A mirrorless camera has many of the same benefits of a digital single-lens reflex (DSLR) camera, but without the bulk. These small cameras offer high performance — with speed and image quality almost as good as that of many DSLRs — and portability. A model like the Sony NEX-3N and a small prime (non-zooming) lens will fit into a large pocket — portability you won't get with an DSLR.
The downside of mirrorless cameras for people used to using DSLRs is having to acclimate to an LCD screen to preview photos. Some high-end mirrorless models compromise by offering an electronic viewfinder, which could ease the process of switching from an DSLR. As with DSLRs, lower-cost mirrorless cameras are typically sold in a kit with a zoom lens.
Here are our top picks for mirrorless digital cameras, for novices and professionals alike. (All prices are manufacturers suggested retail price. You may find some cheaper.)
Best Mirrorless Camera for Beginners: Sony NEX-3N ($499)
Sony's entry-level mirrorless camera, the NEX-3N ($499 with 16-50mm zoom lens), prioritizes ease of use over complicated features. That means the NEX-3N sacrifices some things (such as a full manual mode), but keeps the essentials: 16-megapixel resolution, a built-in flash, and a large, bright, flip-up 3-inch LCD screen that can be used for self-portraits. Sony claims the NEX-3N is the smallest interchangeable lens camera currently available, and the included lens folds down to just 1.2 inches (3 centimeters) deep when not in use. The NEX-3N uses Sony's own E-mount lens mount, which offers a moderate selection of 13 lenses, ranging from a very wide 10-18mm zoom lens to a long 55-210mm zoom. In addition, Sony sells a $135 adapter that accommodates the larger Sony A-mount lenses made for its DSLRs.
Best Midrange Mirrorless Camera: Olympus PEN E-PL5 ($549)
Olympus was one of the pioneers of the mirrorless camera format, and that experience shows in the PEN E-PL5 ($549 with 14-42mm zoom lens). This camera offers a great range of features, including a bright, clear 3-inch LCD touch screen that flips up for more comfortable shooting. The E-PL5 also provides a lot of buttons on the body to access features more quickly than via a touch screen, but they aren't enough to overwhelm the user. This device offers fast focusing and an auto mode that makes for quick and sharp snapshots. The video mode is rather limited, however, offering only three video modes and lackluster image quality.Using the lens mount standard known as Micro Four-Thirds, the E-PL5 is compatible with a wide range of lenses from manufacturers including Panasonic, Olympus, Sigma and Rokinon.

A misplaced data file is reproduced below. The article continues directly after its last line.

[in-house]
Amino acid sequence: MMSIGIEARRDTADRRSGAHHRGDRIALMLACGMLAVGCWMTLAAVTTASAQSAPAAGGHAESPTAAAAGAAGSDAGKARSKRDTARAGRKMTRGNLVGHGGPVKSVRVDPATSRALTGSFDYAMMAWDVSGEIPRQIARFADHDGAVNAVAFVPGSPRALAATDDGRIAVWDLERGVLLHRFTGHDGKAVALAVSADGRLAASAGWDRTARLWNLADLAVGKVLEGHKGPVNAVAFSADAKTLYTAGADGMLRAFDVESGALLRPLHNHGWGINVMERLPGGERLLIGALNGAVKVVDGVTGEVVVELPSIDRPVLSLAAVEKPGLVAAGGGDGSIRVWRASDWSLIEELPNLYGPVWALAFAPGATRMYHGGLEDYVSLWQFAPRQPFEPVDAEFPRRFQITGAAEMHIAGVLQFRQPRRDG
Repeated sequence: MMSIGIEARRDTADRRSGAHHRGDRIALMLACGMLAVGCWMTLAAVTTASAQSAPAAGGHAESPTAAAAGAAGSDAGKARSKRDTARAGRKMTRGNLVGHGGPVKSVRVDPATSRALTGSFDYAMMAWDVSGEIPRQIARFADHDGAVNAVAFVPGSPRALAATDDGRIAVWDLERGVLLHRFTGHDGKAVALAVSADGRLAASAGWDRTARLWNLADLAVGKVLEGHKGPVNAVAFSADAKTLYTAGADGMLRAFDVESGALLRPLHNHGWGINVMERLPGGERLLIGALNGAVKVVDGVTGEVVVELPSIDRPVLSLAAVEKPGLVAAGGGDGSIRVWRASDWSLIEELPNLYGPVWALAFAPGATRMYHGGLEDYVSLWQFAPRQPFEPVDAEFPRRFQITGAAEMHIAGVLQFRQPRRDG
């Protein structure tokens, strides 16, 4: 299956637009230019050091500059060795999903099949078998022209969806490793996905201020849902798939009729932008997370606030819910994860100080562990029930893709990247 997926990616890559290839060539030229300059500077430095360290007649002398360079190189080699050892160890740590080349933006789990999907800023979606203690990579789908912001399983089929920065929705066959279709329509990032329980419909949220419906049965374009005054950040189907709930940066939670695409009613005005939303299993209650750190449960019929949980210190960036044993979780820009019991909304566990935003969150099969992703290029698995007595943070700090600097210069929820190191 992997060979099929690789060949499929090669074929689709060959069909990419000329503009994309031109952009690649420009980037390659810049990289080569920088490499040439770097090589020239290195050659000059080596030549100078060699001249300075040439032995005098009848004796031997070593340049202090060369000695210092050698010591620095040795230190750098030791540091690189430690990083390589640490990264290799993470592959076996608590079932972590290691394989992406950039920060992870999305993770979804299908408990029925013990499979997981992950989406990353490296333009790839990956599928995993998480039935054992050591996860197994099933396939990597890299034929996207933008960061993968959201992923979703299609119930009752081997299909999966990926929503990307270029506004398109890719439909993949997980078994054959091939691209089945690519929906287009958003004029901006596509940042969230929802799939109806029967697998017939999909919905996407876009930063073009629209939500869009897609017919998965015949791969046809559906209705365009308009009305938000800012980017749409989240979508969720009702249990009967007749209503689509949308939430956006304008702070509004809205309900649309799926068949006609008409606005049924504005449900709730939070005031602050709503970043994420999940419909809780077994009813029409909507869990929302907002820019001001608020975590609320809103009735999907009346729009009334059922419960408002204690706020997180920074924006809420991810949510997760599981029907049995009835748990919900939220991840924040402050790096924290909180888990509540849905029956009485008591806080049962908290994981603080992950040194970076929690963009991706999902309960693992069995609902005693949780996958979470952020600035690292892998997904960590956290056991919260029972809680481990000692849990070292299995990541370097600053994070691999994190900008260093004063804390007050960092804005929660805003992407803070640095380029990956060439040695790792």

Best High-End Mirrorless Camera: Panasonic Lumix DMC-GX7 ($1,099)
For the photographer who wants complete control over the picture-taking process, the Panasonic Lumix DMC-GX7 ($999 for body only, or $1099 with a 14-42mm zoom) is the mirrorless camera to choose. This powerhouse shoots 16-MP images. It has both a tilting LCD and a bright electronic viewfinder, which makes it easier to use in sunny conditions that could drown out the LCD screen.
There are lots of controls on the retro-styled body. Dual control dials (one on the front and one on the back) make for easier manual control — you can tweak both aperture and shutter speed at the same time, for example. Inside the camera is a sensor-shift image-stabilization system, which works with all Micro Four Thirds lenses — a big bonus for low-light shooting. The GX7 can also capture 1080p/60 fps video.
The GX7 includes Wi-Fi, allowing you to control the camera from — and transfer images to — an Android or iOS smartphone or tablet, via the Panasonic Image app. Although the GX7 is not cheap, it represents a great value for the features it offers.
Best Mirrorless Video Camera: Black Magic Pocket Cinema Camera ($999)
If you want to shoot professional-quality video, then you need pro equipment. The recently launched Black Magic Pocket Cinema Camera ($999, body only) is basically a professional camcorder in a mirrorless camera body. This device comes complete with most of the features that the pros use, like very-high-quality, high-bit-rate video recording, support for recording in ProRes and CinemaDNG format video, and a very wide dynamic range (the ability to capture detail in both very dark and very light parts of scenes). This all makes for very attractive, professional-looking video.
The Pocket Cinema doesn't take still images. However, it does have a Micro Four Thirds lens mount, which means you can use the same lenses for shooting stills and video. If you want to carry just one high-end camera, then go for the Panasonic GX7, which takes very-high-quality video and stills. But if you are a serious video shooter, then the Black Magic is a great, albeit pricey, addition to a mirrorless shooting kit.
Best Mirrorless Camera for Canon Lens Owners: Canon EOS M ($375)
If you have a collection of Canon lenses, the Canon EOS M is the easiest way to transition to mirrorless shooting. The EOS M uses a different lens mount (called the M Mount) than Canon's DSLR cameras, but Canon offers a $140 adapter that allows you to use many models in Canon's EFS-series of lenses designed for its DSLR cameras.
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The features of the lens are preserved: Image stabilization still works, and the focal length remains the same as for Canon DSLRs such as the Rebel T5i. (Nikon's adapter for its mirrorless cameras multiplies the focal length by 2.7 times, rendering most lenses unusable.) It's a compromise, though: The EOS M is slow to focus, and the adapter makes it even slower.
The EOS M costs a modest $375 with an 18-55mm zoom. Only two other M Mount lenses are available, but with the EOS M EFS adapter, you have access to the many EFS mount lenses available from Canon and other manufacturers.